Machalilla National Park rests along Ecuador's Pacific coast. It incorporates beaches, fog forest, dry forest, small islands and two larger islands, Salango and Isla de la Plata. Many of the large mammals in Machalilla National Park are regionally and locally endangered.
Machalilla National Park rests along Ecuador's Pacific coast. Established in 1979, it incorporates beaches, fog forest, dry forest, small islands and two larger islands, Salango and Isla de la Plata, the latter named for a legendary hoard of silver left by Sir Francis Drake.
The National Park is located in the Manabí Province near Puerto López and the rural parish of Machalilla, a small fishing village in the vicinity of the park. The area is diverse and consists of three different areas: the north sector, the south sector, and the Isla de la Plata, “Silver Island”.
Wildlife includes armadillos, two species of monkeys and birds of more than 270 species. Many of the large mammals in in the park are regionally and locally endangered.
Machalilla National Park is the only habitat outside of the Galapagos Islands of waved albatross. The only known records of the Belted Kingfisher in Ecuador also come from the coastland of Ecuador. The ocean regions of the park also provide a breeding ground for humpback whales.
The surrounding forest on the highest altitudes include areas of rain forest drizzle, similar to the Andean cloud forest. The forest in the lower slopes becomes semi-deciduous forest and deciduous forest.
The forest toward the coast becomes dry scrub where vegetation is scrubby and stunted. Here exists species of cactus caudones or candelabra cactus and the most representative trees belong to the families Mimosaceae and Capparidaceae. In the riparian forest are clusters of bamboo and cane as well as matapalos large trees (Ficus spp.)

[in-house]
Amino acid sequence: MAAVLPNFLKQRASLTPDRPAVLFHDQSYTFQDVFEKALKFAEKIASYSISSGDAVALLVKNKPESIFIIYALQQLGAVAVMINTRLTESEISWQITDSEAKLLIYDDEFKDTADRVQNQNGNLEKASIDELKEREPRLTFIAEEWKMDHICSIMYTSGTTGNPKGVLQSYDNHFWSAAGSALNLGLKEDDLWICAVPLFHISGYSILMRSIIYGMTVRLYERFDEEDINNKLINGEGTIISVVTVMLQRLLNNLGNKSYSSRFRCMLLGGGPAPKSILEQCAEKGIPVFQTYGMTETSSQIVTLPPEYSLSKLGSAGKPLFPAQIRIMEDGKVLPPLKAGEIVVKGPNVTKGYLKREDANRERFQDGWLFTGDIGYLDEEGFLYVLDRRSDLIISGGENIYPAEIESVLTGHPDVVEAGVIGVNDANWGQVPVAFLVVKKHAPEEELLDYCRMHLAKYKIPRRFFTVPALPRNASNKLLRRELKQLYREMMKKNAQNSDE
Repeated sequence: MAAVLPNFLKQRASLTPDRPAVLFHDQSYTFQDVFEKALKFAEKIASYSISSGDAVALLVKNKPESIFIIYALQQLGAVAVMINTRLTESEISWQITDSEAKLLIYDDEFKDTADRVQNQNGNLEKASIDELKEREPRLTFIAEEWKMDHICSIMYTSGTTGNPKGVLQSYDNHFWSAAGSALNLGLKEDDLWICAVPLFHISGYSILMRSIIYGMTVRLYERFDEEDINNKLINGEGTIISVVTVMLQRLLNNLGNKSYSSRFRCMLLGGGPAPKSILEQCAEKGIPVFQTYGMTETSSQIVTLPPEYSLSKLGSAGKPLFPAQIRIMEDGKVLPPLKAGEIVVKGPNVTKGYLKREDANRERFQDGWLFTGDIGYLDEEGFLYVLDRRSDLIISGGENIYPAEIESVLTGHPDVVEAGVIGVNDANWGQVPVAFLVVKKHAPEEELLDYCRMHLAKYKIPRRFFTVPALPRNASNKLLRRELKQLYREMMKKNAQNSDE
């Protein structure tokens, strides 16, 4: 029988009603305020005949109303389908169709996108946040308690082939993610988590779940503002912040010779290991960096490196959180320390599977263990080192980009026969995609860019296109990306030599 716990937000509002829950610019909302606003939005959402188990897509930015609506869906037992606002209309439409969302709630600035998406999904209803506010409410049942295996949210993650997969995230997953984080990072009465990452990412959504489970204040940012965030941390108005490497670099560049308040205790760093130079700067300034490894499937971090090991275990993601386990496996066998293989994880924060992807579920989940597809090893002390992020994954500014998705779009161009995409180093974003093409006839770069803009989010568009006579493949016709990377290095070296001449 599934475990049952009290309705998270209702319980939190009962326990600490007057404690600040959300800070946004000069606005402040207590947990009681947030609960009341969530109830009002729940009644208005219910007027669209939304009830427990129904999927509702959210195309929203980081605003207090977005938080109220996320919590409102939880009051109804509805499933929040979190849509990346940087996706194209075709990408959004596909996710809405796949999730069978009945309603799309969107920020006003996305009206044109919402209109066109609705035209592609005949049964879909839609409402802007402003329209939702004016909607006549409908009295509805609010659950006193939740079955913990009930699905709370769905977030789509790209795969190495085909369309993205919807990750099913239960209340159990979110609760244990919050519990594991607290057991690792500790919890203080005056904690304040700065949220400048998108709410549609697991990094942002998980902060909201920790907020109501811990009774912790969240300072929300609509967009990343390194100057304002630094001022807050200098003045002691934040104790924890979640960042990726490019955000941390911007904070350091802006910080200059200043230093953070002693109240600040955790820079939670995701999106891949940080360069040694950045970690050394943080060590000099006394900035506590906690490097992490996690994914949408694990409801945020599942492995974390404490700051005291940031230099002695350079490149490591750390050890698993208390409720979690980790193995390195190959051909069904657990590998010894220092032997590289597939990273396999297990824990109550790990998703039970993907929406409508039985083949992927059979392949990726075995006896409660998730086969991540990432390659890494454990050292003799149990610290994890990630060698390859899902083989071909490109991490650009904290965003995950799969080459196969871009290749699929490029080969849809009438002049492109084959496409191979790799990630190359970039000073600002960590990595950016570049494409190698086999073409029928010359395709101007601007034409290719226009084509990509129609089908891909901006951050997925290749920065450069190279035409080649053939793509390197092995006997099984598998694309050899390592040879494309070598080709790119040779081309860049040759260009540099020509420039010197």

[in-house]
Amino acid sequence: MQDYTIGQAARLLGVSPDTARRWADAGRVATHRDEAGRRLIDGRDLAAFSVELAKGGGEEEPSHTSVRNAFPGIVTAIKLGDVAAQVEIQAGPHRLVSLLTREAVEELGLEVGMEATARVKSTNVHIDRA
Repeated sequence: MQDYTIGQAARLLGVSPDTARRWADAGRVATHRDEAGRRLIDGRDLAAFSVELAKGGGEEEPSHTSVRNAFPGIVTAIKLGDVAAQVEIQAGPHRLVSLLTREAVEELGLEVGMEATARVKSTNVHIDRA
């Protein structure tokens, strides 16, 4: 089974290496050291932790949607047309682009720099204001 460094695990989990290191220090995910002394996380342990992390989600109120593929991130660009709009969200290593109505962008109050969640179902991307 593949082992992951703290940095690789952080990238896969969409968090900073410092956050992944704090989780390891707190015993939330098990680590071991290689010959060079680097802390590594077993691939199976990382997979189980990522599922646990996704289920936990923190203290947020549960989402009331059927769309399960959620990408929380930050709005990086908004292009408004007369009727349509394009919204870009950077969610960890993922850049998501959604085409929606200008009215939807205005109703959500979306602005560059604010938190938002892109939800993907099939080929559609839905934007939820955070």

The marine habitats include cliffs, sandy beaches, rocky shores and low, rugged continental islands.
There are some human populations inside the park which have areas of subsistence farming and livestock. The inhabitants are mainly engaged in fishing. However, in many cases tourism holds great importance for the local economy.
The remnants around the park are embedded in a matrix of disturbed areas, dominated by maize, banana, sugarcane and cattle pastures. Machalilla National Park has been threatened by a number of factors, including deforestation, commercial fishing, poaching and the ecological impact of the tourist industry.
In 1991, The Nature Conservancy, the United States Agency for International Development and a group of partner organizations across Latin America and the Caribbean began contributing funds for conservation as part of the Parks in Peril (PiP) program.